Things to do After Installing Ubuntu

As more people download and install Ubuntu on their computer, I’m finding questions start to trickle in asking for help with Ubuntu and other Linux variants. Just like any other operating system, there are a number of things to do after installing Ubuntu for the first time. Even if you just installed the latest version of Ubuntu, you will want to make some updates to insure you’ve got all the latest software versions. With that in mind, here are some of the top things to do after installing Ubuntu on your computer.

Run Update Manager
Things are changed after an Ubuntu build is released. To make sure you have the latest updates for Ubuntu, run Update Manager to check for changes.
Enable Repositories
Repositories make it easy to find and install software on your computer, but you need to make sure you’ve enabled them before you can take advantage of this handy feature. To enable the repositories, open the Ubuntu Software Center, Edit > Software Sources. Under the tab Ubuntu, check the repositories. You probably don’t need the source code repository, unless you plan to do some serious customization. You may want to switch the mirror used by Download from: to one geographically closer to you, but this is optional. Be sure to enable the partners repository from under the Other Software tab.
Restricted Extras
Ubuntu gives you the option to install additional features like codecs and Flash during installation, however, if you opted not to install them during the installation, simply install the ubuntu-restricted-extras from the command line using the following command:
sudo apt-get install ubuntu-restricted-extras
Install VLC Player
I find Totem, the Ubuntu default video player, to be weak on features. Much like I recommend VLC for Windows, it’s also a great video and audio player for Ubuntu. You can install automatically from the command line using:
sudo apt-get install vlc mozilla-plugin-vlc
Enable Graphics Card Drivers
While your graphics card will work in a generic mode automatically, using advanced desktop effects like Compiz requires enabling the official drivers for your graphics card. Ubuntu automatically detects most 3D drivers, which results in a circuit board icon appearing on the top panel. Click that icon and follow the steps to get your drivers. If Ubuntu fails to detect your graphics card, you may need to manually run the hardware configuration tool from the System > Preferences menu.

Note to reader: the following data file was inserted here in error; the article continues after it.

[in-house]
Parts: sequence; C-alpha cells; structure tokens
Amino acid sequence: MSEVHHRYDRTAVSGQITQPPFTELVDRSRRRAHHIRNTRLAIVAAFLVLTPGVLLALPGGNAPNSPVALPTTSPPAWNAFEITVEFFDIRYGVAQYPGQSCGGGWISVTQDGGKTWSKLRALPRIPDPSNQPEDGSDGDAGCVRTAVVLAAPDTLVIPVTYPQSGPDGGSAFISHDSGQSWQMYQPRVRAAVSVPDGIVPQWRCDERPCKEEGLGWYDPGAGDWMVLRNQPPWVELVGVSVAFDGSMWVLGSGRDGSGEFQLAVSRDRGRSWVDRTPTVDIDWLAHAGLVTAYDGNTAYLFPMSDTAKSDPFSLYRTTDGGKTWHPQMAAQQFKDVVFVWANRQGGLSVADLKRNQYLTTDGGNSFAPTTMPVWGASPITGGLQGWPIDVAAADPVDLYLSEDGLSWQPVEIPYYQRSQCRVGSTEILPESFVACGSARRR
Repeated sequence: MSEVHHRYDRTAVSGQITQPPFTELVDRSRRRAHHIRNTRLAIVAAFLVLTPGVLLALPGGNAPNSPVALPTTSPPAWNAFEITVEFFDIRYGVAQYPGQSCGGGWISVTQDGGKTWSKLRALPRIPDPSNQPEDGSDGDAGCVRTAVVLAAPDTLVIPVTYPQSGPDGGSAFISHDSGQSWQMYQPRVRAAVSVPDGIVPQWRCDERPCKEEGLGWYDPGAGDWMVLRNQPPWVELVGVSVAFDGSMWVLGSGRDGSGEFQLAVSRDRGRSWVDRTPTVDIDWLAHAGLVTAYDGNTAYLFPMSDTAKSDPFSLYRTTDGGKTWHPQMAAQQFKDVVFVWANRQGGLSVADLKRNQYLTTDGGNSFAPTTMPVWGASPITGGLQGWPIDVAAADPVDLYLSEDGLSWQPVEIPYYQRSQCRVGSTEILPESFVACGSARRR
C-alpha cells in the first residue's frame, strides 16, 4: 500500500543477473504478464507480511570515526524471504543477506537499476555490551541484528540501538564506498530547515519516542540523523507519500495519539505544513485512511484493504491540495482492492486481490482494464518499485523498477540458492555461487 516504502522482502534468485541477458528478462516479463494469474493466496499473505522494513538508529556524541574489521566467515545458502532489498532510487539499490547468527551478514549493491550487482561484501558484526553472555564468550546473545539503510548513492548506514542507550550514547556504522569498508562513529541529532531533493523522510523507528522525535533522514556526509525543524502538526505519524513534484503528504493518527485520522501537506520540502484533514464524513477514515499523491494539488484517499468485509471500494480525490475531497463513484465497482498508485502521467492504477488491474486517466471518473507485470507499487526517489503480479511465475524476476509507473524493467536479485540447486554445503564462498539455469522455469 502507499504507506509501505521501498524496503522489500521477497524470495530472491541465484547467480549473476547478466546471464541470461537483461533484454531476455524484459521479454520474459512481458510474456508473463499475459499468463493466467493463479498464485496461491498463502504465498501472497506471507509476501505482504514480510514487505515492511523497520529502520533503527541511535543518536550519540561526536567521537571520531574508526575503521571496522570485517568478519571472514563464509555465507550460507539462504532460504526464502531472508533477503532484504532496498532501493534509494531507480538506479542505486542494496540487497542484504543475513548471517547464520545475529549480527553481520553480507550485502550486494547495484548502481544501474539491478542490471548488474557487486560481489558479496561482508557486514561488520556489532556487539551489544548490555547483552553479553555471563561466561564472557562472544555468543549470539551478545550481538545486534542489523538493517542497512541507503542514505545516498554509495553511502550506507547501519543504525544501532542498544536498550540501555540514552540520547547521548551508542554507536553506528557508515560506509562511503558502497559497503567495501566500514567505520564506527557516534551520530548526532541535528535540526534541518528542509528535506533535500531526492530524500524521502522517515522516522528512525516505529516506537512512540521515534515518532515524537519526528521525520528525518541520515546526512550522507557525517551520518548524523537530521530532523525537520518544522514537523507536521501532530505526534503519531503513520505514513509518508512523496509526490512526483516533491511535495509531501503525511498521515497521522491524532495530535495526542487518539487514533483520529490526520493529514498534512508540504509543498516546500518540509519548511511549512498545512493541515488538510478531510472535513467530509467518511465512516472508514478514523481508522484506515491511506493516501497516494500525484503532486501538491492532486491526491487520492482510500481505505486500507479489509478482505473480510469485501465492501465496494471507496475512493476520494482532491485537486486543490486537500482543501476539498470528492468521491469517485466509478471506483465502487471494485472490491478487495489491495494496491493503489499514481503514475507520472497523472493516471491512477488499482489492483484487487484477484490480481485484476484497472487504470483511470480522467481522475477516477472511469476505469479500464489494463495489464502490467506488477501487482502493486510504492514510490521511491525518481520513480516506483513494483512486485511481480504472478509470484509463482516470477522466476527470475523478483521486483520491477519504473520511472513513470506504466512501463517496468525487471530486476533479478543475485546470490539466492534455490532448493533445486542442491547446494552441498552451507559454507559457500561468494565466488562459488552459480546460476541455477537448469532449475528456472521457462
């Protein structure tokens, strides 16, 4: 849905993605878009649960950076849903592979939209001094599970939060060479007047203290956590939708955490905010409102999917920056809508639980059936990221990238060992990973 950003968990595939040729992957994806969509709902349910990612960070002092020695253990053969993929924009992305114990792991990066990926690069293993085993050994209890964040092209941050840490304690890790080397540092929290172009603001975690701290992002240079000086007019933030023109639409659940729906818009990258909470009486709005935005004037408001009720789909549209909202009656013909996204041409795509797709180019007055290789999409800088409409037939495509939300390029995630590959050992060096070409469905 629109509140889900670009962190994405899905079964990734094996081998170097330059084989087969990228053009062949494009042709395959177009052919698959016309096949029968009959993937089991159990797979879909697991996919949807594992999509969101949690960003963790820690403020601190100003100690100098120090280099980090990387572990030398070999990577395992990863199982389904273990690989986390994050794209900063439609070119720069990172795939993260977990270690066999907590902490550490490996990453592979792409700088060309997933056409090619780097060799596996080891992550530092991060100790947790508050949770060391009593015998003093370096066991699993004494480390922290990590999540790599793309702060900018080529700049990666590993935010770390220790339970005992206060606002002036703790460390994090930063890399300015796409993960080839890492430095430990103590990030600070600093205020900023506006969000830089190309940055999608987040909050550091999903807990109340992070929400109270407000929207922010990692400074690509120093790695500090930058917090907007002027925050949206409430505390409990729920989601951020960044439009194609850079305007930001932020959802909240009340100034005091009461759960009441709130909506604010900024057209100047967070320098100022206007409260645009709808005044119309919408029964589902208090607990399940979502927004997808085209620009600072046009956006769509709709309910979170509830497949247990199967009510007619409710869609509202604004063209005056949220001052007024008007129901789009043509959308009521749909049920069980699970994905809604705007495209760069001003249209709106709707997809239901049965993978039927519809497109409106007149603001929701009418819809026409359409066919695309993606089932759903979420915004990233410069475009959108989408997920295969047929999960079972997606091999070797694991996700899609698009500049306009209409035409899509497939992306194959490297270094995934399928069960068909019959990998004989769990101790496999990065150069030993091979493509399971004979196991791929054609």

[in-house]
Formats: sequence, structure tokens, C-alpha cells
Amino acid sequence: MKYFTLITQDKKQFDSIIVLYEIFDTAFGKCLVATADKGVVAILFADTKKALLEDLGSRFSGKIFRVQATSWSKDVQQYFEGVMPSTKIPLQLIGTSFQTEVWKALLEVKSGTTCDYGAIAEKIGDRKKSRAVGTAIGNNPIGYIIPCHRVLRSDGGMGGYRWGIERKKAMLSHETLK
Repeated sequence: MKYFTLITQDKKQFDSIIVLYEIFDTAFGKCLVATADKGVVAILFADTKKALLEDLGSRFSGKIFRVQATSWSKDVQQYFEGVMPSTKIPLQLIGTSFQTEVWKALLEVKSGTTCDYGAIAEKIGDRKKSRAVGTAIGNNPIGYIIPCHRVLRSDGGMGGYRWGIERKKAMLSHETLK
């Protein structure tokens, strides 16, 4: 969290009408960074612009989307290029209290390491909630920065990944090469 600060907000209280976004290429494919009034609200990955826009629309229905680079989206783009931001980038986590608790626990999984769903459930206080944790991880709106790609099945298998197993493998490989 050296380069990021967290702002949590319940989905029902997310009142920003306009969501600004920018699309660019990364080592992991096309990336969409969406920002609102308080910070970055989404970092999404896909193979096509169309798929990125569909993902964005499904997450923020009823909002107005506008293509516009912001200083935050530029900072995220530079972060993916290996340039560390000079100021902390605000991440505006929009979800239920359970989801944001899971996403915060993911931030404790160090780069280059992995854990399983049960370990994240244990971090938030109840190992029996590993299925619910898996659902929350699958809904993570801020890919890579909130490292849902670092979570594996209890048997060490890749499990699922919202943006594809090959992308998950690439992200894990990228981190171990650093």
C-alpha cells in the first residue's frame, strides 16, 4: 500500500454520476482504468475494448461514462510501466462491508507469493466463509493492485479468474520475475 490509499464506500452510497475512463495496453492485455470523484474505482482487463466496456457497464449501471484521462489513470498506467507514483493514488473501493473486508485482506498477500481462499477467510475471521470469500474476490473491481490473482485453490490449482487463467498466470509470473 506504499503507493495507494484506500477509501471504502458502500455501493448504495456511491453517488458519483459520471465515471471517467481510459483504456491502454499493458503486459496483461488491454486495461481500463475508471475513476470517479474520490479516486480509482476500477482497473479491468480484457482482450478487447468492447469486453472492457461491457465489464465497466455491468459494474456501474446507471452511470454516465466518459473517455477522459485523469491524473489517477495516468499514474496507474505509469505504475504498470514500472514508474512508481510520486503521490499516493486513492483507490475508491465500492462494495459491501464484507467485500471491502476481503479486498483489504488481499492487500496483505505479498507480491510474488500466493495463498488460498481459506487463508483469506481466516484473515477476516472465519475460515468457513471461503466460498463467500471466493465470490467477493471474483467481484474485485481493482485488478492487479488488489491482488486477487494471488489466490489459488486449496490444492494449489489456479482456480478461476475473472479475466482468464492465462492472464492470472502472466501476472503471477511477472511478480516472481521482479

Set up Ubuntu One file sync or Dropbox
Ubuntu One allows Ubuntu users 2GB of free online storage space to back up and sync important files, Firefox bookmarks, Tomboy notes and Evolution contacts. In most cases, I prefer to use the sync feature of Ubuntu One for some things, while using Dropbox for keeping files in sync, so that they are accessible to non Ubuntu devices like my iPad. To get Ubuntu One go to Applications > Internet > UbuntuOne to get started.
Install Ubuntu Tweak
Ubuntu Tweak helps to manage and install extra apps, makes tweaking your desktop easier, and includes some GUI features for the built in system cleaning options.
Upgrade the Nautilus File Browser
Nautilus, the built-in file browser, could be better. Fortunately the community offers an “upgrade” to make Nautilus more usable via Nautilus-Elementary. It includes a cover-flow like browsing view, built-in terminal, toolbar editor, and the ability to hide the zoom slider and main menu. You can upgrade Nautilus via the command line with the following commands:
sudo add-apt-repository ppa:am-monkeyd/nautilus-elementary-ppa
sudo apt-get update && sudo apt-get dist-upgrade

Install GIMP for Photo Editing
Photo editing is one feature I can’t be without on any computer. GIMP used to be bundled with Ubuntu, but has been for several versions. You can add GIMP to your install with the following command line procedure:
sudo apt-get install gimp
There are many other things you could do to get Ubuntu up and running, but this is a good list to get you started.